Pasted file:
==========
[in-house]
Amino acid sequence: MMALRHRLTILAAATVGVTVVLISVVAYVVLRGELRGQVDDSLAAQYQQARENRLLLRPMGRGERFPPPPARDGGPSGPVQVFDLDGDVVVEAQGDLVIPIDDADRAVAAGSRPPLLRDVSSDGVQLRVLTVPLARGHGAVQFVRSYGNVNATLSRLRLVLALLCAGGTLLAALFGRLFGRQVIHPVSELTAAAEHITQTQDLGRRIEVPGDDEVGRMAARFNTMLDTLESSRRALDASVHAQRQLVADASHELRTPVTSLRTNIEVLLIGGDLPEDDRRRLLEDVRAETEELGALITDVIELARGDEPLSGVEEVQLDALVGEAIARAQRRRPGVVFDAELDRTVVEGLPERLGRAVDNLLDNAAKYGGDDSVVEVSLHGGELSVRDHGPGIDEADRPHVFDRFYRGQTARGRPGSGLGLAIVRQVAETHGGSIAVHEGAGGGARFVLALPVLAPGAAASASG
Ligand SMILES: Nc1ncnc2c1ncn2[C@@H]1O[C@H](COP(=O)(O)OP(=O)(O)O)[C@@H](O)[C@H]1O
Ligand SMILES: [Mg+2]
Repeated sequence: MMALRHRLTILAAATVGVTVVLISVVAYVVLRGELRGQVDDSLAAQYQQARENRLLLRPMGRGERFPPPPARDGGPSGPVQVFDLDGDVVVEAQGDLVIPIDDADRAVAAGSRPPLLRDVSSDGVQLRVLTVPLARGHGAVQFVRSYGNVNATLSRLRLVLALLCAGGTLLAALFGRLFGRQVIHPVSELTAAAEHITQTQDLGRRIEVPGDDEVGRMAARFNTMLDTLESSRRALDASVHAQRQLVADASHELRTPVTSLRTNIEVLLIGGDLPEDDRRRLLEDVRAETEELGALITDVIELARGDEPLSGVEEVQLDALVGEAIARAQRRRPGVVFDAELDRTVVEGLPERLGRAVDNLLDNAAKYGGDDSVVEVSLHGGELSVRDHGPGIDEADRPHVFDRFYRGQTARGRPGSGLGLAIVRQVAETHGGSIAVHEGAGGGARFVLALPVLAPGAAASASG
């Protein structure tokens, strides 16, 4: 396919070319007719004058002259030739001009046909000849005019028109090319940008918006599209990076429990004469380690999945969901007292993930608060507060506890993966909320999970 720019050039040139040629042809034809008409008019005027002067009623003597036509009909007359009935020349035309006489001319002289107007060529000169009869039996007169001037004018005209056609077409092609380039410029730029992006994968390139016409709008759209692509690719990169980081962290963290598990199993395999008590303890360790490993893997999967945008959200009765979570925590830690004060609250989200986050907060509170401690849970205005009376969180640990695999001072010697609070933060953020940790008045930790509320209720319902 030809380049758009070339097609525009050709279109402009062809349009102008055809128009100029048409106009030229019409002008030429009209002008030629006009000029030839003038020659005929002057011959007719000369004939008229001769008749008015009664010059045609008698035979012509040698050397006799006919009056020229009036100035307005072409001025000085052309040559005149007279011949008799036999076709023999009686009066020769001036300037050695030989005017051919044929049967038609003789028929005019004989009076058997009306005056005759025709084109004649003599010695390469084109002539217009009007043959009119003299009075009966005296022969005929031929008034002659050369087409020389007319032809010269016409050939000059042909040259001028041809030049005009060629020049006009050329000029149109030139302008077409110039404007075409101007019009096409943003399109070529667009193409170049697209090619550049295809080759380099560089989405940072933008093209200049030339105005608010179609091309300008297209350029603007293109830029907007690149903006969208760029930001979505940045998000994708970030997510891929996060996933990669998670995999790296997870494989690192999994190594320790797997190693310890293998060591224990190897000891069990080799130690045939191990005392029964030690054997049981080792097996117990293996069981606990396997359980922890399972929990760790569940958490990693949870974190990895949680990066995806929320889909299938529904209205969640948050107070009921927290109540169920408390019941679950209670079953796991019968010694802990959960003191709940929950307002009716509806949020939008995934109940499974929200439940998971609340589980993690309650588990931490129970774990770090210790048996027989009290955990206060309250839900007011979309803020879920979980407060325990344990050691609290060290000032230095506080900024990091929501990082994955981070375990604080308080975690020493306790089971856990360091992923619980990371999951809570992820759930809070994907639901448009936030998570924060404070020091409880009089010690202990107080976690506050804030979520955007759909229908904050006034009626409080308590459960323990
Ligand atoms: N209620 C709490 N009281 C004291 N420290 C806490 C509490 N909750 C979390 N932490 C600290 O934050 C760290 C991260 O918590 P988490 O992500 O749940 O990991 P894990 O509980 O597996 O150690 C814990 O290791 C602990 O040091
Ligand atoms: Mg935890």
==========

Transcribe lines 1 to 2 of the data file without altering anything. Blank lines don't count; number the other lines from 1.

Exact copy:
[in-house]
Amino acid sequence: MMALRHRLTILAAATVGVTVVLISVVAYVVLRGELRGQVDDSLAAQYQQARENRLLLRPMGRGERFPPPPARDGGPSGPVQVFDLDGDVVVEAQGDLVIPIDDADRAVAAGSRPPLLRDVSSDGVQLRVLTVPLARGHGAVQFVRSYGNVNATLSRLRLVLALLCAGGTLLAALFGRLFGRQVIHPVSELTAAAEHITQTQDLGRRIEVPGDDEVGRMAARFNTMLDTLESSRRALDASVHAQRQLVADASHELRTPVTSLRTNIEVLLIGGDLPEDDRRRLLEDVRAETEELGALITDVIELARGDEPLSGVEEVQLDALVGEAIARAQRRRPGVVFDAELDRTVVEGLPERLGRAVDNLLDNAAKYGGDDSVVEVSLHGGELSVRDHGPGIDEADRPHVFDRFYRGQTARGRPGSGLGLAIVRQVAETHGGSIAVHEGAGGGARFVLALPVLAPGAAASASG